Conservationists recently created a new nature reserve known as the Geometric Tortoise Preserve to house the largest and last viable population of geometric tortoises.
Northern Atlantic cod are making a comeback off the coast of Newfoundland and Labrador, Canada. This proves that with proper conservation measures, population recovery is possible.
Rutgers University researchers recommend releasing captive populations of Borneo orangutans back into their natural habitats. Doing so could help the endangered animals rebound.
Thanks to conservation efforts, endangered Sonoran desert tortoise populations have rebounded, and will be removed from the list of federally protected species.
Thirty years after Russia's Chernobyl Nuclear Power Plant exploded and released massive amounts of radioactive particles into the atmosphere, driving human inhabitants to permanently abandon the area, this so-called "dead zone" has become home to multiple thriving wildlife populations.
Can climate change be good for penguins?! A new study suggests that at least one unusual species of the swimming birds found on the iconic Galapagos Islands might actually benefit from a changing world.
University of New Hampshire researchers have discovered they can use the chemical signatures found in the inner ear bones of winter flounder to help them trace the fish to their estuaries – a critical part of remedying their population decline.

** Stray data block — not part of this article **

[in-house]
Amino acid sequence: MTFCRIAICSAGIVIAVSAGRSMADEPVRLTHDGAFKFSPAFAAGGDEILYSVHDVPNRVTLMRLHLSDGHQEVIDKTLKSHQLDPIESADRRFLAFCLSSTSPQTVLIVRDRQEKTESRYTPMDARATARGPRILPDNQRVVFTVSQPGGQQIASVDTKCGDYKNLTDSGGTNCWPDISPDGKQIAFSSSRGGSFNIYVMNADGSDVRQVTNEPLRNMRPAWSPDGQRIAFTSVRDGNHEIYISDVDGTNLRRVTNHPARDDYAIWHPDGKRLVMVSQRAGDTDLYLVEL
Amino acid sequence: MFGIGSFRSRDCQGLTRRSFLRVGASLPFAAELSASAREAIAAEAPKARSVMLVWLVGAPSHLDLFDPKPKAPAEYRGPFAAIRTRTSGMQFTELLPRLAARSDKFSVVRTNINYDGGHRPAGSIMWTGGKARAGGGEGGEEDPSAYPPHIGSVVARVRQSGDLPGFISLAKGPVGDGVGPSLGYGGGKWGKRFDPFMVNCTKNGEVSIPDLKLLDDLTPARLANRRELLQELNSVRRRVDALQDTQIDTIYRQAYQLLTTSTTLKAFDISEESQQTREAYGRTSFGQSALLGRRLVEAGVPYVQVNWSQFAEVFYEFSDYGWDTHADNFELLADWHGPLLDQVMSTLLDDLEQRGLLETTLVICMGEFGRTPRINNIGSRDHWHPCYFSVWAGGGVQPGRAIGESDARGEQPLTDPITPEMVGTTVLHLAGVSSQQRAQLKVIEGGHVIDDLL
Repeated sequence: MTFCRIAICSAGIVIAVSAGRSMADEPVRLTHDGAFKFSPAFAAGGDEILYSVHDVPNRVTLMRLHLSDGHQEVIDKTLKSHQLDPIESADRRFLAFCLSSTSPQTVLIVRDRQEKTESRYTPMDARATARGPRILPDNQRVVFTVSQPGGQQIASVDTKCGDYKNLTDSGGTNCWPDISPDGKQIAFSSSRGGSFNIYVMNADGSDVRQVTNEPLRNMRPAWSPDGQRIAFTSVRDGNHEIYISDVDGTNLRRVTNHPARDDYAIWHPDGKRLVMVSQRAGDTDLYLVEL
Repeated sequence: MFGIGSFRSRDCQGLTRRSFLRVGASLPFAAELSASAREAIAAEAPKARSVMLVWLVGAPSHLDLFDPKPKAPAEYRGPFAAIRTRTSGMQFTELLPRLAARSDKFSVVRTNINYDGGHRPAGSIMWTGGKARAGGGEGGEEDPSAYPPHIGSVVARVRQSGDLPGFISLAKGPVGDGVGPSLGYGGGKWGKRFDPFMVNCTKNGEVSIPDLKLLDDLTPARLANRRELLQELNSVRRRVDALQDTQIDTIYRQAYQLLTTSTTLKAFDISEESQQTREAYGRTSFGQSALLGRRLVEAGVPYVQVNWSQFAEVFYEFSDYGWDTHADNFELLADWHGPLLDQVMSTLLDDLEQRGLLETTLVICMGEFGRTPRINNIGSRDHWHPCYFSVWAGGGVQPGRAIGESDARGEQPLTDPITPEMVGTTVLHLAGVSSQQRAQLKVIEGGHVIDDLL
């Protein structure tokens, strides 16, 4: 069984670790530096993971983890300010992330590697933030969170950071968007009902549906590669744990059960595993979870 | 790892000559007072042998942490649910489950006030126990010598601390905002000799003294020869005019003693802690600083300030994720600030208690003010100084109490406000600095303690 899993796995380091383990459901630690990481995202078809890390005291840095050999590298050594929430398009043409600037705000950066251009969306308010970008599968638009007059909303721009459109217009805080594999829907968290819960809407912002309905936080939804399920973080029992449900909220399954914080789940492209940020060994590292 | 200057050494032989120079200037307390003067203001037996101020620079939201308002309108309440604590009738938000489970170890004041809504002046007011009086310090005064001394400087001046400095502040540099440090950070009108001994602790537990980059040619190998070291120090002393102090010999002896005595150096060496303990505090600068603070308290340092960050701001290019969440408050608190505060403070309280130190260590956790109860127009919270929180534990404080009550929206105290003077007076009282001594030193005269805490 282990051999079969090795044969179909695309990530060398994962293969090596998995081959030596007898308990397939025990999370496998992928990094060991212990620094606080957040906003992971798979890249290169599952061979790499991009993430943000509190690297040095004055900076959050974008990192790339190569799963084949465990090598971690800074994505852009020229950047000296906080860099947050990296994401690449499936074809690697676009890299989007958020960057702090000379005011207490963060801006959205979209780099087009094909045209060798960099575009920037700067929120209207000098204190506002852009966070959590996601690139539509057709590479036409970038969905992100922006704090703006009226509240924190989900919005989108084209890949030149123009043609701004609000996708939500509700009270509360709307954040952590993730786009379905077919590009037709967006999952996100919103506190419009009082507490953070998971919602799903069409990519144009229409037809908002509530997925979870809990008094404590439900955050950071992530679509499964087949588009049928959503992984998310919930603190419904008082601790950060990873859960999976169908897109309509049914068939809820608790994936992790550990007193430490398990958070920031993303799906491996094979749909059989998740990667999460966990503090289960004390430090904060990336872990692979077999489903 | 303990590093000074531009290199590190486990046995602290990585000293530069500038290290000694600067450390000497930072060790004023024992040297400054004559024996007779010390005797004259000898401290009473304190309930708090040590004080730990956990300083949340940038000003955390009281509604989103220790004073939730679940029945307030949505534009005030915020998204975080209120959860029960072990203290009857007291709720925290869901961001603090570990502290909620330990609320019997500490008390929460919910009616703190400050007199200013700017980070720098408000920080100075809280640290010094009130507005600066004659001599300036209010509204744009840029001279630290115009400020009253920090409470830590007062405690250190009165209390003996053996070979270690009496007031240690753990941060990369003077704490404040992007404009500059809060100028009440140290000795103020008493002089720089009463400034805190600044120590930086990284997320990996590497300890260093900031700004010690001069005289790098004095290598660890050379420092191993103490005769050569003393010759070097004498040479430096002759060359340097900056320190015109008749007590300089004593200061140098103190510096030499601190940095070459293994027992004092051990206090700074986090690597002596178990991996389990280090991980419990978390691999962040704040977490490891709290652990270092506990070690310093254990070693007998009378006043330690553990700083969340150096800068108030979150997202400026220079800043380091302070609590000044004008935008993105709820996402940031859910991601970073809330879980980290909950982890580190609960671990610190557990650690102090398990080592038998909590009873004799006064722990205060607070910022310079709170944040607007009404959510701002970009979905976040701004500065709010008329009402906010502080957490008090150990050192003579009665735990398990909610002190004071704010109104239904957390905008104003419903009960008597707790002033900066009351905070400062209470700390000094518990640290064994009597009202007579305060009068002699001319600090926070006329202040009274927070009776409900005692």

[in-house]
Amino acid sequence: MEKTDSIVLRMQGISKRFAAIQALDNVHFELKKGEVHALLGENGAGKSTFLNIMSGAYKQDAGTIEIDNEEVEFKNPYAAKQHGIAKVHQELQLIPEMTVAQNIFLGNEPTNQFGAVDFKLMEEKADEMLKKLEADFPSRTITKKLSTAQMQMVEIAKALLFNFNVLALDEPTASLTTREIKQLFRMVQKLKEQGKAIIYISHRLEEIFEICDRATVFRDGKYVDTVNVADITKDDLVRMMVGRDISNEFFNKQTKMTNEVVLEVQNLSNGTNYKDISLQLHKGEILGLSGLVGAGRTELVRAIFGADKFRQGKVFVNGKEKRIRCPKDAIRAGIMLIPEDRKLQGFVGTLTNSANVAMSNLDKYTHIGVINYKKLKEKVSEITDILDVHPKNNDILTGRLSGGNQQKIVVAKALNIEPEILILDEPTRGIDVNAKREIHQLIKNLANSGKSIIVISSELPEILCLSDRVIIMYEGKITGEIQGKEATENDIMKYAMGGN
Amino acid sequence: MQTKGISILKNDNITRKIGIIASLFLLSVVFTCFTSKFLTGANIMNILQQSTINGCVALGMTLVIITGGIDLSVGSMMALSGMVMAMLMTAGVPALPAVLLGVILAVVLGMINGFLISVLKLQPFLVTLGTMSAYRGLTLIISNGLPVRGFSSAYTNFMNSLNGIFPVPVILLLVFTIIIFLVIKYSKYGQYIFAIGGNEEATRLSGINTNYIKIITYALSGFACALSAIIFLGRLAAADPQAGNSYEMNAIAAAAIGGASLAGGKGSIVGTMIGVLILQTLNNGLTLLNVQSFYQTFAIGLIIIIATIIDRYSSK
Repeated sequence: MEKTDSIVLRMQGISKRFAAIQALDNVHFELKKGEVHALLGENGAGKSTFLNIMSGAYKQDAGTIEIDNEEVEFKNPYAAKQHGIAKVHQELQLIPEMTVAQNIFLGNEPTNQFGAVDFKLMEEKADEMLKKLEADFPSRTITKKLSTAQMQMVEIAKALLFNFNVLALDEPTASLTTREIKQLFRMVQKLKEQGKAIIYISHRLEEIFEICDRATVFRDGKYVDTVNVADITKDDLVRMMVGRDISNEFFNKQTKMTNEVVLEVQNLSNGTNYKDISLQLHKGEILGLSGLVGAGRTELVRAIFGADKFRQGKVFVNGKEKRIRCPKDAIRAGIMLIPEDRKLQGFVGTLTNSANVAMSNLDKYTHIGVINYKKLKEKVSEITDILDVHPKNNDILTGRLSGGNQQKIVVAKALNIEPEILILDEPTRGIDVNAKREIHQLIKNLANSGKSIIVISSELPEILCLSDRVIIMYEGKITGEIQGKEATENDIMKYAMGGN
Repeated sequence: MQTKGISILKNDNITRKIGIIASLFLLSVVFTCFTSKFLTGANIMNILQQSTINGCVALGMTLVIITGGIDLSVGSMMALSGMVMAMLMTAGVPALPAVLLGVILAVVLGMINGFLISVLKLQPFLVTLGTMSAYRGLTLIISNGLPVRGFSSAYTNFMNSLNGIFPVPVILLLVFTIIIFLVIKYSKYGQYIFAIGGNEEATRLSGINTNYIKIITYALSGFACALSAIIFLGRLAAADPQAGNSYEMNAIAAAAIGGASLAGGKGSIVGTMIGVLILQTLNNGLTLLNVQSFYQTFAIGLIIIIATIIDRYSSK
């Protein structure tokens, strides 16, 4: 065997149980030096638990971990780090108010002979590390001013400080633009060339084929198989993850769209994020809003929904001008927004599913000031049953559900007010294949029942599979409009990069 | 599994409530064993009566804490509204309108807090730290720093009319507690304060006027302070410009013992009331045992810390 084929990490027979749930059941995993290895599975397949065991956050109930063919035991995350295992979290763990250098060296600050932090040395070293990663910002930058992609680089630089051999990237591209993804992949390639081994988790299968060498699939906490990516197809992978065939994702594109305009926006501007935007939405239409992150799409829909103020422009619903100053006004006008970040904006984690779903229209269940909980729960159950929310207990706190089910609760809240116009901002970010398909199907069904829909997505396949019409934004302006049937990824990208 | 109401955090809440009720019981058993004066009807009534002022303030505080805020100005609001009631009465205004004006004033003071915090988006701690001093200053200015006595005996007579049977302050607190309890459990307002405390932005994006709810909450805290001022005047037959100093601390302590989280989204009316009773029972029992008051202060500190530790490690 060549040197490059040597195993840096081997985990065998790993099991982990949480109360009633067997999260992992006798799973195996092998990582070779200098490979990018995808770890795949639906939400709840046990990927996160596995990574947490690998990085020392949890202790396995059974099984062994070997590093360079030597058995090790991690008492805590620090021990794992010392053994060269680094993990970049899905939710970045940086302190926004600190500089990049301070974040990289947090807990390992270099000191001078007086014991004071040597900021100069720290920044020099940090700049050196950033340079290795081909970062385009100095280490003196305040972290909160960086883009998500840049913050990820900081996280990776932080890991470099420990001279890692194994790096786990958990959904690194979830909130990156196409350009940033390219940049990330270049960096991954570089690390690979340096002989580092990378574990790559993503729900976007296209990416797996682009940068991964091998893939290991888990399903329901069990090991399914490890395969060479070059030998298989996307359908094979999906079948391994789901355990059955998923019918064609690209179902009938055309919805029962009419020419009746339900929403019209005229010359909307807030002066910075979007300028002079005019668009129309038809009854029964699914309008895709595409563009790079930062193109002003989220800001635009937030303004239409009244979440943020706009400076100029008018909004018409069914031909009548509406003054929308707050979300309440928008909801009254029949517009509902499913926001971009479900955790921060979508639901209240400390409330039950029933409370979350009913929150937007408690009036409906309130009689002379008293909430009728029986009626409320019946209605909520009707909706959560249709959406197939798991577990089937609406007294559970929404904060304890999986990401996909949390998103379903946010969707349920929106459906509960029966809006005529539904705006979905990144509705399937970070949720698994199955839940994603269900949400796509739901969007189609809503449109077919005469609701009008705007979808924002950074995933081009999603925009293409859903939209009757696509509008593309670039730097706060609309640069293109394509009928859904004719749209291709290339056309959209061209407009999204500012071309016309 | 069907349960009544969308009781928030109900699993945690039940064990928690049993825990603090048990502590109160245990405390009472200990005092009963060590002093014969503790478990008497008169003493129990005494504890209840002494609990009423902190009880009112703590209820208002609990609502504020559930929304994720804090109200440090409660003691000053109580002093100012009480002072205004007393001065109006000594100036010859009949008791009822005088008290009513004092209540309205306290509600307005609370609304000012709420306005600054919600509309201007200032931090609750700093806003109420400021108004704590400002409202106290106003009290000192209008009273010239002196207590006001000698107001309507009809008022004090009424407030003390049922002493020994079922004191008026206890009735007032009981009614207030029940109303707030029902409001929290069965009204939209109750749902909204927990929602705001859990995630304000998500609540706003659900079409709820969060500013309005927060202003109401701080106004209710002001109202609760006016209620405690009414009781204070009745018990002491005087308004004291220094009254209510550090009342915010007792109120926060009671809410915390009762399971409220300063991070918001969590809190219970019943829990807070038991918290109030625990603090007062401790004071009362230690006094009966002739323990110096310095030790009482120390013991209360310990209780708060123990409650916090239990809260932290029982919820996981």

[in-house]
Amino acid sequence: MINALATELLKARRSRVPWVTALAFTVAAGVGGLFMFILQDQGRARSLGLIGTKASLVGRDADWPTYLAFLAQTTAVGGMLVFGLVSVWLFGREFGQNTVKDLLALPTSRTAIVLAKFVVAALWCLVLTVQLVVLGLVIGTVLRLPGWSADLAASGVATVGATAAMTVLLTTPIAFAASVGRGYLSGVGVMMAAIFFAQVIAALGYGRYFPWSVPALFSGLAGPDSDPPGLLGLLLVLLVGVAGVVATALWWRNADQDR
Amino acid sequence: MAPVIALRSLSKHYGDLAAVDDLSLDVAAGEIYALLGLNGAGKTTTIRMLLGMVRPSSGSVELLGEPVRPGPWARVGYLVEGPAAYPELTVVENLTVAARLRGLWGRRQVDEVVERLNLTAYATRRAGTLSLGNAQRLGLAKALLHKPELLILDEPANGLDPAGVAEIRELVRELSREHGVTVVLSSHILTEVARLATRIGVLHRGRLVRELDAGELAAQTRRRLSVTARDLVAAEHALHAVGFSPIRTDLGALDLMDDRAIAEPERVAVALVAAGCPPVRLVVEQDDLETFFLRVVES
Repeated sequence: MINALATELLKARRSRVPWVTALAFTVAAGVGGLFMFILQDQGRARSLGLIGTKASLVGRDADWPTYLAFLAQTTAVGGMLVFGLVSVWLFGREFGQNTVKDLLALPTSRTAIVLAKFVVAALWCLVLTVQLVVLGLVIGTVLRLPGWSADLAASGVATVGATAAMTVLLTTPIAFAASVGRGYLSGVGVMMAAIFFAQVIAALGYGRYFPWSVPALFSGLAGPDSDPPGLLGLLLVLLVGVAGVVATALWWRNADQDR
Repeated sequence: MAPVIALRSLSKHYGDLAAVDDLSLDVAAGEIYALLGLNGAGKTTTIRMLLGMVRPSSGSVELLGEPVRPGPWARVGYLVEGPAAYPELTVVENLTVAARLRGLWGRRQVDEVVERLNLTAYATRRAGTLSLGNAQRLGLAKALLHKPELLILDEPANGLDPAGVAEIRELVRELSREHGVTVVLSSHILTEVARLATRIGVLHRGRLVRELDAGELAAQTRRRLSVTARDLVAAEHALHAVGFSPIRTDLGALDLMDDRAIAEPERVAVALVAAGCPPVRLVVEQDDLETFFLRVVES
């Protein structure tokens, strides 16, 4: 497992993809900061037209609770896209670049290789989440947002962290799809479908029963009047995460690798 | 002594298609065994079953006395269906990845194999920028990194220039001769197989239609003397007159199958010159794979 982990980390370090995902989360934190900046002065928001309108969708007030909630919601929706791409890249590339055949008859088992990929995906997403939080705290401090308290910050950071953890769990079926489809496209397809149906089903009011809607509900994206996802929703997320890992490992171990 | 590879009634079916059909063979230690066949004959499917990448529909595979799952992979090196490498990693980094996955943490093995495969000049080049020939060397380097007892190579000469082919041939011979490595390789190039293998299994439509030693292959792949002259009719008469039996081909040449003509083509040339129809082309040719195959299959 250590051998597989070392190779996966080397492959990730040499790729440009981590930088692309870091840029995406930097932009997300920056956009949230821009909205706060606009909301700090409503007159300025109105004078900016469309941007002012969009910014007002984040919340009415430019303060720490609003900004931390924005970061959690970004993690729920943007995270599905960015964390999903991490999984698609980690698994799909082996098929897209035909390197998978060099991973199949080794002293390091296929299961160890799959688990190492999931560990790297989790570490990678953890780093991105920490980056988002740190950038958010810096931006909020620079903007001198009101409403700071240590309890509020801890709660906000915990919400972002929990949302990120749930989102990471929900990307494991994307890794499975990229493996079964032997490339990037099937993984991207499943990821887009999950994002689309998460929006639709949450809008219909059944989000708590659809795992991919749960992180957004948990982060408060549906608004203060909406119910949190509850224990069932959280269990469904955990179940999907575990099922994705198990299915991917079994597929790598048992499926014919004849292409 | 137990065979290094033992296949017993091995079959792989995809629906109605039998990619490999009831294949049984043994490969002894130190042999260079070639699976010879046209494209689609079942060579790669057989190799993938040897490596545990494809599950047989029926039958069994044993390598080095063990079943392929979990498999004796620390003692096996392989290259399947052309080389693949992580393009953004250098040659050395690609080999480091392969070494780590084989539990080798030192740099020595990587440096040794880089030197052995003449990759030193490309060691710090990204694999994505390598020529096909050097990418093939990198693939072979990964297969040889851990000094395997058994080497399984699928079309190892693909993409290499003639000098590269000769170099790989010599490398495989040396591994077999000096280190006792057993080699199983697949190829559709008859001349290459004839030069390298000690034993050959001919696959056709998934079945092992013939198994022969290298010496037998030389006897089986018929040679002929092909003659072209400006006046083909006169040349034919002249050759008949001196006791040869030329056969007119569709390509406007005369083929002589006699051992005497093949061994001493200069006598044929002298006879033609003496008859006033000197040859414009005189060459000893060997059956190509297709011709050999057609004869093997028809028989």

The United States Fish and Wildlife Service (FWS) has decided to put the brakes on a recovery program for one of the most endangered species of canine in all of North America, the red wolf. And while the Service assures us that this does not spell the end for the program entirely, it has done little to quell the ire of conservation groups.
The Arizona Game and Fish Department, along with the Attorney General's Office, filed a lawsuit Monday against the federal government for lacking an updated recovery plan for the Mexican gray wolf, an endangered species.
The appearance of vultures is traditionally an ill-omen, but not this time. Two breeding pairs of Eurasian black vultures have shown up in southern Portugal, marking the return of this critically endangered species after a whopping four decades away.
Normally when you see "invaders" and "endangered" in the same sentence, it usually means invaders are causing trouble for a species already on its way out. That then would make the iconic tortoises found in the Galapagos Islands a very startling exception to the rule. New research has revealed that these gentle giants are completely pigging out on the islands' otherwise harmful invasive plants.
This year has been an excellent start for conservationists and killer whales alike, as one famous pod off the coast of Washington State has so-far welcomed four newborns into the family after more than two years. Now some experts think the endangered animals are seeing a mini baby boom - offering new hope for the struggling species.
Bison once freely roamed vast swaths of Canada and south-central Alaska, rarely, if ever, seeing a human hunter. However, by the late 1900s the animals were listed as endangered in Canada, and had disappeared entirely from Alaskan lands. Now a state-side initiative is bringing the bison back after a decades-long hiatus in an effort to repopulate the wild with these noble beasts.
No, we're not talking about football here. We're talking about the genuine article: bighorn sheep in Arizona state's Catalina Mountains. These iconic animals had utterly disappeared from the region in the 1990s, but now lambs are again being seen, with this season's newborns numbering just over a dozen.